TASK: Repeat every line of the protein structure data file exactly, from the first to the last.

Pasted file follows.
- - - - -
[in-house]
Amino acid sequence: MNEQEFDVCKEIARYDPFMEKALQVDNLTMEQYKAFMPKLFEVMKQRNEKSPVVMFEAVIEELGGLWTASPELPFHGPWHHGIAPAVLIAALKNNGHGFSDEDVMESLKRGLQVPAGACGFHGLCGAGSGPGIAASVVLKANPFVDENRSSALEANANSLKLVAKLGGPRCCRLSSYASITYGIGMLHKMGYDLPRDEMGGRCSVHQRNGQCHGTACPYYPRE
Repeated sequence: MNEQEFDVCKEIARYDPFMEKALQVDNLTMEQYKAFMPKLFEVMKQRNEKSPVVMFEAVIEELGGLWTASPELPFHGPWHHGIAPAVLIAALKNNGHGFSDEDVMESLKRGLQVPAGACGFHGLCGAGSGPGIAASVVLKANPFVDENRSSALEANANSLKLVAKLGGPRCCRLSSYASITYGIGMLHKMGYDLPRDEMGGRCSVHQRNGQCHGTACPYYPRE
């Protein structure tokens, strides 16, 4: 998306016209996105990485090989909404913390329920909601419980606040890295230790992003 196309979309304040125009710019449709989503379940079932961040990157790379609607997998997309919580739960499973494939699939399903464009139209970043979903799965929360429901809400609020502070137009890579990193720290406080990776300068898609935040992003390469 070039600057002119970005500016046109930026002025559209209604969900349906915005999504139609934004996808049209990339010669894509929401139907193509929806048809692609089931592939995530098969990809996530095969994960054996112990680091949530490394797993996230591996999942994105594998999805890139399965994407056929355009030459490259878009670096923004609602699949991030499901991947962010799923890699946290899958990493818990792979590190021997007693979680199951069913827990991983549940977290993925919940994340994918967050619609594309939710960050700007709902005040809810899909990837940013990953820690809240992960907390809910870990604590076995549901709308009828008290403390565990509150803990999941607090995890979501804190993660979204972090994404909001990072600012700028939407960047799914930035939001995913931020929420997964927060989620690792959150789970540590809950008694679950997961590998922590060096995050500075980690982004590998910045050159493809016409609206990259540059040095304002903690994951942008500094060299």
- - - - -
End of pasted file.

[in-house]
Amino acid sequence: MNEQEFDVCKEIARYDPFMEKALQVDNLTMEQYKAFMPKLFEVMKQRNEKSPVVMFEAVIEELGGLWTASPELPFHGPWHHGIAPAVLIAALKNNGHGFSDEDVMESLKRGLQVPAGACGFHGLCGAGSGPGIAASVVLKANPFVDENRSSALEANANSLKLVAKLGGPRCCRLSSYASITYGIGMLHKMGYDLPRDEMGGRCSVHQRNGQCHGTACPYYPRE
Repeated sequence: MNEQEFDVCKEIARYDPFMEKALQVDNLTMEQYKAFMPKLFEVMKQRNEKSPVVMFEAVIEELGGLWTASPELPFHGPWHHGIAPAVLIAALKNNGHGFSDEDVMESLKRGLQVPAGACGFHGLCGAGSGPGIAASVVLKANPFVDENRSSALEANANSLKLVAKLGGPRCCRLSSYASITYGIGMLHKMGYDLPRDEMGGRCSVHQRNGQCHGTACPYYPRE
């Protein structure tokens, strides 16, 4: 998306016209996105990485090989909404913390329920909601419980606040890295230790992003 196309979309304040125009710019449709989503379940079932961040990157790379609607997998997309919580739960499973494939699939399903464009139209970043979903799965929360429901809400609020502070137009890579990193720290406080990776300068898609935040992003390469 070039600057002119970005500016046109930026002025559209209604969900349906915005999504139609934004996808049209990339010669894509929401139907193509929806048809692609089931592939995530098969990809996530095969994960054996112990680091949530490394797993996230591996999942994105594998999805890139399965994407056929355009030459490259878009670096923004609602699949991030499901991947962010799923890699946290899958990493818990792979590190021997007693979680199951069913827990991983549940977290993925919940994340994918967050619609594309939710960050700007709902005040809810899909990837940013990953820690809240992960907390809910870990604590076995549901709308009828008290403390565990509150803990999941607090995890979501804190993660979204972090994404909001990072600012700028939407960047799914930035939001995913931020929420997964927060989620690792959150789970540590809950008694679950997961590998922590060096995050500075980690982004590998910045050159493809016409609206990259540059040095304002903690994951942008500094060299």